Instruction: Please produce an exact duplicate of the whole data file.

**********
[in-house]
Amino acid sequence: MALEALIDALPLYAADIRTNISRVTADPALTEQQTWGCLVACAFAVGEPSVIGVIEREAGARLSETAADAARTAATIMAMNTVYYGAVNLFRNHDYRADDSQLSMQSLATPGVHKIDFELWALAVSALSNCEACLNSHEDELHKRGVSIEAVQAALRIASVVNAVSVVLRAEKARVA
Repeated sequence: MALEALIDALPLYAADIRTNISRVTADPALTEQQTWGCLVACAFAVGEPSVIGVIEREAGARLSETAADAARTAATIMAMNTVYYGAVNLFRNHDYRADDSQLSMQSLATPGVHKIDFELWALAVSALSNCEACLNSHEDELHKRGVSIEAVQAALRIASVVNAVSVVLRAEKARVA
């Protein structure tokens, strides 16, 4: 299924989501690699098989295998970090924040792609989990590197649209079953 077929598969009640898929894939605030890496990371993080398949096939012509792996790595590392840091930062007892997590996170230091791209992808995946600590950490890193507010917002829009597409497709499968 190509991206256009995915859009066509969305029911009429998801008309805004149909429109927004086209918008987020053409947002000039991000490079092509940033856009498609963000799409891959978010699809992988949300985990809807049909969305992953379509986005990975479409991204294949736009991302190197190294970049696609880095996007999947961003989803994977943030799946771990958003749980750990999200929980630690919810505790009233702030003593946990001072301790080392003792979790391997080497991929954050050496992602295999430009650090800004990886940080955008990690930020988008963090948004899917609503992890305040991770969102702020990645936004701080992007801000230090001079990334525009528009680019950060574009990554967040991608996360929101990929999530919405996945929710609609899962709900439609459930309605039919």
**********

[in-house]
Amino acid sequence: MALEALIDALPLYAADIRTNISRVTADPALTEQQTWGCLVACAFAVGEPSVIGVIEREAGARLSETAADAARTAATIMAMNTVYYGAVNLFRNHDYRADDSQLSMQSLATPGVHKIDFELWALAVSALSNCEACLNSHEDELHKRGVSIEAVQAALRIASVVNAVSVVLRAEKARVA
Repeated sequence: MALEALIDALPLYAADIRTNISRVTADPALTEQQTWGCLVACAFAVGEPSVIGVIEREAGARLSETAADAARTAATIMAMNTVYYGAVNLFRNHDYRADDSQLSMQSLATPGVHKIDFELWALAVSALSNCEACLNSHEDELHKRGVSIEAVQAALRIASVVNAVSVVLRAEKARVA
């Protein structure tokens, strides 16, 4: 299924989501690699098989295998970090924040792609989990590197649209079953 077929598969009640898929894939605030890496990371993080398949096939012509792996790595590392840091930062007892997590996170230091791209992808995946600590950490890193507010917002829009597409497709499968 190509991206256009995915859009066509969305029911009429998801008309805004149909429109927004086209918008987020053409947002000039991000490079092509940033856009498609963000799409891959978010699809992988949300985990809807049909969305992953379509986005990975479409991204294949736009991302190197190294970049696609880095996007999947961003989803994977943030799946771990958003749980750990999200929980630690919810505790009233702030003593946990001072301790080392003792979790391997080497991929954050050496992602295999430009650090800004990886940080955008990690930020988008963090948004899917609503992890305040991770969102702020990645936004701080992007801000230090001079990334525009528009680019950060574009990554967040991608996360929101990929999530919405996945929710609609899962709900439609459930309605039919």